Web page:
In unprecedented move, government to soon allow local pension funds to invest up to $94 billion in domestic shares More

Magical Photo Slides Show Native Americans in Late 1800s

Walter McClintock spent 20 years photographing the Blackfoot Indians and their vanishing culture at the dawn of the modern age More

This forum has been closed.
Comment Sorting
Comments
     
by: anonymous
July 08, 2013 12:03 PM
singapore want to learn china to build monitoring system in cyberworld.
because the leader want to control citizens. but it's not useful working. the singapore citizen couldn't censorship too over because the country need dependent international trade in cyber if banned error happen will impacted data linking with search engine result(if they're banned public dns or others banned some against error address as china)

Featured Videos

Your JavaScript is turned off or you have an old version of Adobe's Flash Player. Get the latest Flash player.
Colombians Flee Venezuela as Border Crisis Escalatesi
X
August 27, 2015 2:08 AM
Hundreds of Colombians have fled Venezuela since last week, amid an escalating border crisis between the two countries. Last week, Venezuelan President Nicolas Maduro ordered the closure of a key border crossing after smugglers injured three Venezuelan soldiers and a civilian. The president also ordered the deportation of Colombians who are in Venezuela illegally. Zlatica Hoke reports.
Video

Video Colombians Flee Venezuela as Border Crisis Escalates

Hundreds of Colombians have fled Venezuela since last week, amid an escalating border crisis between the two countries. Last week, Venezuelan President Nicolas Maduro ordered the closure of a key border crossing after smugglers injured three Venezuelan soldiers and a civilian. The president also ordered the deportation of Colombians who are in Venezuela illegally. Zlatica Hoke reports.
Video

Video Is China's Economic Data Accurate?

Some investors say China's wild stock market gyrations have been made worse by worries about the reliability of that nation's economic data. And some critics say the reports can mislead investors by painting an unrealistically-strong picture of the economy. A key China scholar says Beijing is not fudging ((manipulating)) the numbers, but that the economy is evolving quickly from smoke-stack industries to services, and the ways of tracking new economic activity are falling behind the change. V
Video

Video Next to Iran, Climate at Forefront of Obama Agenda

President Barack Obama this week announced new initiatives aimed at making it easier for Americans to access renewable energy sources such as solar and wind. Obama is not slowing down when it comes to pushing through climate change measures, an issue he says is the greatest threat to the country’s national security. VOA correspondent Aru Pande has more from the White House.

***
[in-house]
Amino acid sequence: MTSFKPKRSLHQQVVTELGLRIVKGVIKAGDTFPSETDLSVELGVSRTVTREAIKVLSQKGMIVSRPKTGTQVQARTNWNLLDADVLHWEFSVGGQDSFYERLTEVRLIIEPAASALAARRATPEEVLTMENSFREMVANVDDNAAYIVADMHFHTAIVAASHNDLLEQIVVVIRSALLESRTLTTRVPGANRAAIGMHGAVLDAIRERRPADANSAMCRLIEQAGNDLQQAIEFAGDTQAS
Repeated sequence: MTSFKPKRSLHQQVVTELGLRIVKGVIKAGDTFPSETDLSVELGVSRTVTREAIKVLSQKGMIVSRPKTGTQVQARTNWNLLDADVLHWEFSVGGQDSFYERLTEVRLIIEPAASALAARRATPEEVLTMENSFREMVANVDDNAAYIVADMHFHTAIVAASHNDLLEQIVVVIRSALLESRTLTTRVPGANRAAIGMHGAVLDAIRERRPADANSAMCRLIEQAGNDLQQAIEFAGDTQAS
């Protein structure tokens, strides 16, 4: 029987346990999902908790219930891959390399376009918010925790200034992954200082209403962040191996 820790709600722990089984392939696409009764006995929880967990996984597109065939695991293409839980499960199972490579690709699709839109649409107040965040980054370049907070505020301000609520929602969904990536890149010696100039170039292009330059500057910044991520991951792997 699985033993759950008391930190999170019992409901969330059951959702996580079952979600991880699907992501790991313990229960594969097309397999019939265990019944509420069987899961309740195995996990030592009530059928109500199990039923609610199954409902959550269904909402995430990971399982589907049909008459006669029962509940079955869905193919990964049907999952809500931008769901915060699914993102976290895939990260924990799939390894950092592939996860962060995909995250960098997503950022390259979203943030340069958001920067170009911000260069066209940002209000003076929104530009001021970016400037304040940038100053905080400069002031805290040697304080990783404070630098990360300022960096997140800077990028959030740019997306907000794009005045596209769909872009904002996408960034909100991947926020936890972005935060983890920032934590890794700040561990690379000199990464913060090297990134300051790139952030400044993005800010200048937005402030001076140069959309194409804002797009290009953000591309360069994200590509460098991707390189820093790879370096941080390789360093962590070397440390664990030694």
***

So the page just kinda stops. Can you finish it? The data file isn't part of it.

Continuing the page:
Video

Video Shipping Containers Provide Experimental Housing

Housing prices around the San Francisco Bay area are out of reach for many people, so some young entrepreneurs, artists and tech industry workers are creating their own houses using converted shipping containers. But as VOA's Mike O’Sullivan reports from Oakland, the effort requires ingenuity and dealing with restrictive local laws.
Video

Video Arctic Draws International Competition for Oil

A new geopolitical “Great Game” is underway in earth’s northernmost region, the Arctic, where Russia has claimed a large area for resource development and President Barack Obama recently approved Shell Oil Company’s test-drilling project in an area under U.S. control. Greg Flakus reports.
Video

Video Philippine Maritime Police: Chinese Fishermen a Threat to Country’s Security

China and the Philippines both claim maritime rights in the South China Sea.  That includes the right to fish in those waters. Jason Strother reports on how the Philippines is catching Chinese nationals it says are illegal poachers. He has the story from Palawan province.
Video

Video Technique May Eliminate Drill-and-Fill Dental Care

Many people dread visiting dentists because they're afraid of drills. Now, however, a technology developed by a British firm promises to eliminate the need for mechanical cleaning of dental cavities by speeding a natural process of tooth repair. VOA’s George Putic reports.
Video

Video China's Spratly Island Building Said to Light Up the Night 'Like A City'

Southeast Asian countries claim China has illegally seized territory in the Spratly islands. It is especially a concern for a Philippine mayor who says Beijing is occupying parts of his municipality. Jason Strother reports from the capital of Palawan province, Puerto Princesa.
Video

Video Ages-old Ice Reveals Secrets of Climate Change

Ice caps don't just exist at the world's poles. There are also tropical ice caps, and the largest sits atop the Peruvian Andes - but it is melting, quickly, and may be gone within the next 20 years. George Putic reports scientists are now rushing to take samples to get at the valuable information about climate change locked in the ice.
Video

Video French Experiment in Integrating Roma Under Threat

Plans to destroy France’s oldest slum have sparked an outcry on the part of its Roma residents. As Lisa Bryant reports from the Paris suburb of La Courneuve, rights groups argue the community is a fledgling experiment on integrating Roma who are often outcasts in many parts of Europe.
Video

Video Kenyans Turn to Agriculture for Business

Each year Kenyan universities continue to churn out graduates for the job market despite the already existing high rate of unemployment among youth in the country. Some of these young men and women have realized that agriculture can be as rewarding as any other business or job, and they are resorting to agribusiness in large numbers as a way of tackling unemployment. Rael Ombuor reports for VOA.
Video

Video First Women Graduate Elite Army Ranger School

Two women are making history for the U.S. Army by proving they are among the toughest of the tough. VOA's Carla Babb reports from Fort Benning, Georgia as 94 men and those two women rise as graduates of the difficult Ranger school.

VOA Blogs